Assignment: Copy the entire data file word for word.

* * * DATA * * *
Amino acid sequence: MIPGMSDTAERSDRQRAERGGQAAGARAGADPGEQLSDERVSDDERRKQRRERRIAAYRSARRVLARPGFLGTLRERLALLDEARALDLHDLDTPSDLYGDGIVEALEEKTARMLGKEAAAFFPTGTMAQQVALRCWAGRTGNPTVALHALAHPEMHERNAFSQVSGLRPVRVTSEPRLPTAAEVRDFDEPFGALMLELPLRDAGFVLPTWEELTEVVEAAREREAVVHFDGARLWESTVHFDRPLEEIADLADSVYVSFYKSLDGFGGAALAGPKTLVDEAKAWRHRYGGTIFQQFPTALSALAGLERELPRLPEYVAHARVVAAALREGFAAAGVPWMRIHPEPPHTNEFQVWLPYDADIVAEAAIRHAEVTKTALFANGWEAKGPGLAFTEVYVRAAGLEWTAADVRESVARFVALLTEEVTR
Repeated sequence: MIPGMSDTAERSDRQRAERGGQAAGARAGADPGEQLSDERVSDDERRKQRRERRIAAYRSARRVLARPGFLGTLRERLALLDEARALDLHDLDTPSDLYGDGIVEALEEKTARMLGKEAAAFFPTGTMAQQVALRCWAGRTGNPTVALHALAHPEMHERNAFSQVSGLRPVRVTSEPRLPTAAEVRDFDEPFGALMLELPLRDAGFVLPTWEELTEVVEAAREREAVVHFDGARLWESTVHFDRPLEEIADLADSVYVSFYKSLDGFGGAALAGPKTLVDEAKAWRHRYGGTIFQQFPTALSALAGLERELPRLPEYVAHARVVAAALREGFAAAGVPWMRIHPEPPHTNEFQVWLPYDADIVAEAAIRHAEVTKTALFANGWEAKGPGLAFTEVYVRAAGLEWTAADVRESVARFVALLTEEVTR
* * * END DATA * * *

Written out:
Amino acid sequence: MIPGMSDTAERSDRQRAERGGQAAGARAGADPGEQLSDERVSDDERRKQRRERRIAAYRSARRVLARPGFLGTLRERLALLDEARALDLHDLDTPSDLYGDGIVEALEEKTARMLGKEAAAFFPTGTMAQQVALRCWAGRTGNPTVALHALAHPEMHERNAFSQVSGLRPVRVTSEPRLPTAAEVRDFDEPFGALMLELPLRDAGFVLPTWEELTEVVEAAREREAVVHFDGARLWESTVHFDRPLEEIADLADSVYVSFYKSLDGFGGAALAGPKTLVDEAKAWRHRYGGTIFQQFPTALSALAGLERELPRLPEYVAHARVVAAALREGFAAAGVPWMRIHPEPPHTNEFQVWLPYDADIVAEAAIRHAEVTKTALFANGWEAKGPGLAFTEVYVRAAGLEWTAADVRESVARFVALLTEEVTR
Repeated sequence: MIPGMSDTAERSDRQRAERGGQAAGARAGADPGEQLSDERVSDDERRKQRRERRIAAYRSARRVLARPGFLGTLRERLALLDEARALDLHDLDTPSDLYGDGIVEALEEKTARMLGKEAAAFFPTGTMAQQVALRCWAGRTGNPTVALHALAHPEMHERNAFSQVSGLRPVRVTSEPRLPTAAEVRDFDEPFGALMLELPLRDAGFVLPTWEELTEVVEAAREREAVVHFDGARLWESTVHFDRPLEEIADLADSVYVSFYKSLDGFGGAALAGPKTLVDEAKAWRHRYGGTIFQQFPTALSALAGLERELPRLPEYVAHARVVAAALREGFAAAGVPWMRIHPEPPHTNEFQVWLPYDADIVAEAAIRHAEVTKTALFANGWEAKGPGLAFTEVYVRAAGLEWTAADVRESVARFVALLTEEVTR